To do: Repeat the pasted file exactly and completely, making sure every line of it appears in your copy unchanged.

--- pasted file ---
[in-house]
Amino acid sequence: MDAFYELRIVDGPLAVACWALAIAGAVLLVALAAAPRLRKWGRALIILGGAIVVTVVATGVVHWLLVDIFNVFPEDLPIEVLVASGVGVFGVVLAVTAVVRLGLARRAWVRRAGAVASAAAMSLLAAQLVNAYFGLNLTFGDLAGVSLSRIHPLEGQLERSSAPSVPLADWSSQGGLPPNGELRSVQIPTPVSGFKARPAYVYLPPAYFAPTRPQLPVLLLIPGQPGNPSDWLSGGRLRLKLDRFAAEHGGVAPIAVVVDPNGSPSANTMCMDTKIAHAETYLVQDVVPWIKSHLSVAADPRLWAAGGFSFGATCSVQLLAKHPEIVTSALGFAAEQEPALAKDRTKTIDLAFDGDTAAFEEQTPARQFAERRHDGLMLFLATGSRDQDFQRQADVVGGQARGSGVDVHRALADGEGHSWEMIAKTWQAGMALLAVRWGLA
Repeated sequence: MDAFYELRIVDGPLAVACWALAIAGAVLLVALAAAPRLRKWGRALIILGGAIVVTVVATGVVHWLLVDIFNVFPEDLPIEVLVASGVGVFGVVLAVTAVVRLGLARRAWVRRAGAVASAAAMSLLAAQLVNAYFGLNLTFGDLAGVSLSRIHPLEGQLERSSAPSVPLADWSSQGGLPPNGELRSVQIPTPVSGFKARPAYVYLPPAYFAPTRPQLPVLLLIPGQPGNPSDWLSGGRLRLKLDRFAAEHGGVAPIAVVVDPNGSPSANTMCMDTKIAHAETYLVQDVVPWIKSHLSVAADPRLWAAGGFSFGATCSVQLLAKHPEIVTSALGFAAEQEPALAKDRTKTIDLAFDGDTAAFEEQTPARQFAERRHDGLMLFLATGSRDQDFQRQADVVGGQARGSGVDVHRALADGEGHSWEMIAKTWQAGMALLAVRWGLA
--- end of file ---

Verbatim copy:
[in-house]
Amino acid sequence: MDAFYELRIVDGPLAVACWALAIAGAVLLVALAAAPRLRKWGRALIILGGAIVVTVVATGVVHWLLVDIFNVFPEDLPIEVLVASGVGVFGVVLAVTAVVRLGLARRAWVRRAGAVASAAAMSLLAAQLVNAYFGLNLTFGDLAGVSLSRIHPLEGQLERSSAPSVPLADWSSQGGLPPNGELRSVQIPTPVSGFKARPAYVYLPPAYFAPTRPQLPVLLLIPGQPGNPSDWLSGGRLRLKLDRFAAEHGGVAPIAVVVDPNGSPSANTMCMDTKIAHAETYLVQDVVPWIKSHLSVAADPRLWAAGGFSFGATCSVQLLAKHPEIVTSALGFAAEQEPALAKDRTKTIDLAFDGDTAAFEEQTPARQFAERRHDGLMLFLATGSRDQDFQRQADVVGGQARGSGVDVHRALADGEGHSWEMIAKTWQAGMALLAVRWGLA
Repeated sequence: MDAFYELRIVDGPLAVACWALAIAGAVLLVALAAAPRLRKWGRALIILGGAIVVTVVATGVVHWLLVDIFNVFPEDLPIEVLVASGVGVFGVVLAVTAVVRLGLARRAWVRRAGAVASAAAMSLLAAQLVNAYFGLNLTFGDLAGVSLSRIHPLEGQLERSSAPSVPLADWSSQGGLPPNGELRSVQIPTPVSGFKARPAYVYLPPAYFAPTRPQLPVLLLIPGQPGNPSDWLSGGRLRLKLDRFAAEHGGVAPIAVVVDPNGSPSANTMCMDTKIAHAETYLVQDVVPWIKSHLSVAADPRLWAAGGFSFGATCSVQLLAKHPEIVTSALGFAAEQEPALAKDRTKTIDLAFDGDTAAFEEQTPARQFAERRHDGLMLFLATGSRDQDFQRQADVVGGQARGSGVDVHRALADGEGHSWEMIAKTWQAGMALLAVRWGLA